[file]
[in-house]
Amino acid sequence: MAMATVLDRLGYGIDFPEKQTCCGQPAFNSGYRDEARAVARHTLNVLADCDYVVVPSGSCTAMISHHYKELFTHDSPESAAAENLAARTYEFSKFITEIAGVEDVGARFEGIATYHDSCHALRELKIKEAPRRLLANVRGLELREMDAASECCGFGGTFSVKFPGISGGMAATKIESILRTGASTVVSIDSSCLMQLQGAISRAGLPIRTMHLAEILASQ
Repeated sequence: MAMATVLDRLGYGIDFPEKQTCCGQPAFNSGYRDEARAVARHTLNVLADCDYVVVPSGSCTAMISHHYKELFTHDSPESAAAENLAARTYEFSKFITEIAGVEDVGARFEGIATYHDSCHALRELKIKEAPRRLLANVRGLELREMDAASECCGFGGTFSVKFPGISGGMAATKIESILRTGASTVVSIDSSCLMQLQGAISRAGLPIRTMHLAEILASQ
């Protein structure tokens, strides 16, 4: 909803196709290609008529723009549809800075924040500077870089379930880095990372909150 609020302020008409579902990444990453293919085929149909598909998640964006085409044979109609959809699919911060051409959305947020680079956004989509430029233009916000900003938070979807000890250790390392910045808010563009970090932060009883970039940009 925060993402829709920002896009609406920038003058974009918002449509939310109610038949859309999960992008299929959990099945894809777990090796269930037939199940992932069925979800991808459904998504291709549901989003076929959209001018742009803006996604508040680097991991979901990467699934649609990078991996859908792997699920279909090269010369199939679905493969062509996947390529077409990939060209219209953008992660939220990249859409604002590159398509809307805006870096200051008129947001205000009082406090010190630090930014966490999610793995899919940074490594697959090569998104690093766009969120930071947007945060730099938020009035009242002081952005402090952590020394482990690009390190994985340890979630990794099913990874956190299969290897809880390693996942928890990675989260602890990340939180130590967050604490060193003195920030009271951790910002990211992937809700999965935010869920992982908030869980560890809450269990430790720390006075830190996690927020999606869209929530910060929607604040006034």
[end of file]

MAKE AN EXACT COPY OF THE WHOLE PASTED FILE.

[in-house]
Amino acid sequence: MAMATVLDRLGYGIDFPEKQTCCGQPAFNSGYRDEARAVARHTLNVLADCDYVVVPSGSCTAMISHHYKELFTHDSPESAAAENLAARTYEFSKFITEIAGVEDVGARFEGIATYHDSCHALRELKIKEAPRRLLANVRGLELREMDAASECCGFGGTFSVKFPGISGGMAATKIESILRTGASTVVSIDSSCLMQLQGAISRAGLPIRTMHLAEILASQ
Repeated sequence: MAMATVLDRLGYGIDFPEKQTCCGQPAFNSGYRDEARAVARHTLNVLADCDYVVVPSGSCTAMISHHYKELFTHDSPESAAAENLAARTYEFSKFITEIAGVEDVGARFEGIATYHDSCHALRELKIKEAPRRLLANVRGLELREMDAASECCGFGGTFSVKFPGISGGMAATKIESILRTGASTVVSIDSSCLMQLQGAISRAGLPIRTMHLAEILASQ
């Protein structure tokens, strides 16, 4: 909803196709290609008529723009549809800075924040500077870089379930880095990372909150 609020302020008409579902990444990453293919085929149909598909998640964006085409044979109609959809699919911060051409959305947020680079956004989509430029233009916000900003938070979807000890250790390392910045808010563009970090932060009883970039940009 925060993402829709920002896009609406920038003058974009918002449509939310109610038949859309999960992008299929959990099945894809777990090796269930037939199940992932069925979800991808459904998504291709549901989003076929959209001018742009803006996604508040680097991991979901990467699934649609990078991996859908792997699920279909090269010369199939679905493969062509996947390529077409990939060209219209953008992660939220990249859409604002590159398509809307805006870096200051008129947001205000009082406090010190630090930014966490999610793995899919940074490594697959090569998104690093766009969120930071947007945060730099938020009035009242002081952005402090952590020394482990690009390190994985340890979630990794099913990874956190299969290897809880390693996942928890990675989260602890990340939180130590967050604490060193003195920030009271951790910002990211992937809700999965935010869920992982908030869980560890809450269990430790720390006075830190996690927020999606869209929530910060929607604040006034």